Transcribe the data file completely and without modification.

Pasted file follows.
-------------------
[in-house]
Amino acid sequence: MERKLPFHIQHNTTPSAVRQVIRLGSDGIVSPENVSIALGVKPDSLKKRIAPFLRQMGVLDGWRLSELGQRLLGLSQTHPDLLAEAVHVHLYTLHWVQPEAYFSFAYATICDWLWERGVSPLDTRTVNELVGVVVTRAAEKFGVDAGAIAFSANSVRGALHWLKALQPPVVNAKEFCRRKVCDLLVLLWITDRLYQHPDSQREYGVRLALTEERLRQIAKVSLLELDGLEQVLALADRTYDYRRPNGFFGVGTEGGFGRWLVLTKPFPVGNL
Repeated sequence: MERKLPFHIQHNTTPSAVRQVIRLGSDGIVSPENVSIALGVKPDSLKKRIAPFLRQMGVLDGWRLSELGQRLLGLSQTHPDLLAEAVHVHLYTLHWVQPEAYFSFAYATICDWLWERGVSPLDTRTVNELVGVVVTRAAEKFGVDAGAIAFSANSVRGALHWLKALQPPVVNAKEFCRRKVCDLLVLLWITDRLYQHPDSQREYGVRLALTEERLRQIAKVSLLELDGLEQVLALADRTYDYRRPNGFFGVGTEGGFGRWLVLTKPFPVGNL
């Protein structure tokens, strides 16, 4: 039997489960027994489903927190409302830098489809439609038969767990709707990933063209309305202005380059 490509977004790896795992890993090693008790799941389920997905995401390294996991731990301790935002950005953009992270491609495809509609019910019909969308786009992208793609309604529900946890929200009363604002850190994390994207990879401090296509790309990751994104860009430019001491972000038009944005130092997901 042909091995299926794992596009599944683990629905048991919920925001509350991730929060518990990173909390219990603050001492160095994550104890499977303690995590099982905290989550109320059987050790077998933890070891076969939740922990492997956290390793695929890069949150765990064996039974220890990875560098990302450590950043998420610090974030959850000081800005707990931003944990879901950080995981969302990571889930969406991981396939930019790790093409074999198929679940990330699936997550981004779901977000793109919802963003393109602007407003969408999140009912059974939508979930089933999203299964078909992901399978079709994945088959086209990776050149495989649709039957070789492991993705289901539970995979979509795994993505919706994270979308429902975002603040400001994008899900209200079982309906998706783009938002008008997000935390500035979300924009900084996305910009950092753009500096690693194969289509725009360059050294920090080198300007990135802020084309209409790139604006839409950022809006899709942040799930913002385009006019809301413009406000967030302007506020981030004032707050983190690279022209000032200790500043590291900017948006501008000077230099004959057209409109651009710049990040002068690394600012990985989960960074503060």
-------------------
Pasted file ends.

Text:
[in-house]
Amino acid sequence: MERKLPFHIQHNTTPSAVRQVIRLGSDGIVSPENVSIALGVKPDSLKKRIAPFLRQMGVLDGWRLSELGQRLLGLSQTHPDLLAEAVHVHLYTLHWVQPEAYFSFAYATICDWLWERGVSPLDTRTVNELVGVVVTRAAEKFGVDAGAIAFSANSVRGALHWLKALQPPVVNAKEFCRRKVCDLLVLLWITDRLYQHPDSQREYGVRLALTEERLRQIAKVSLLELDGLEQVLALADRTYDYRRPNGFFGVGTEGGFGRWLVLTKPFPVGNL
Repeated sequence: MERKLPFHIQHNTTPSAVRQVIRLGSDGIVSPENVSIALGVKPDSLKKRIAPFLRQMGVLDGWRLSELGQRLLGLSQTHPDLLAEAVHVHLYTLHWVQPEAYFSFAYATICDWLWERGVSPLDTRTVNELVGVVVTRAAEKFGVDAGAIAFSANSVRGALHWLKALQPPVVNAKEFCRRKVCDLLVLLWITDRLYQHPDSQREYGVRLALTEERLRQIAKVSLLELDGLEQVLALADRTYDYRRPNGFFGVGTEGGFGRWLVLTKPFPVGNL
């Protein structure tokens, strides 16, 4: 039997489960027994489903927190409302830098489809439609038969767990709707990933063209309305202005380059 490509977004790896795992890993090693008790799941389920997905995401390294996991731990301790935002950005953009992270491609495809509609019910019909969308786009992208793609309604529900946890929200009363604002850190994390994207990879401090296509790309990751994104860009430019001491972000038009944005130092997901 042909091995299926794992596009599944683990629905048991919920925001509350991730929060518990990173909390219990603050001492160095994550104890499977303690995590099982905290989550109320059987050790077998933890070891076969939740922990492997956290390793695929890069949150765990064996039974220890990875560098990302450590950043998420610090974030959850000081800005707990931003944990879901950080995981969302990571889930969406991981396939930019790790093409074999198929679940990330699936997550981004779901977000793109919802963003393109602007407003969408999140009912059974939508979930089933999203299964078909992901399978079709994945088959086209990776050149495989649709039957070789492991993705289901539970995979979509795994993505919706994270979308429902975002603040400001994008899900209200079982309906998706783009938002008008997000935390500035979300924009900084996305910009950092753009500096690693194969289509725009360059050294920090080198300007990135802020084309209409790139604006839409950022809006899709942040799930913002385009006019809301413009406000967030302007506020981030004032707050983190690279022209000032200790500043590291900017948006501008000077230099004959057209409109651009710049990040002068690394600012990985989960960074503060």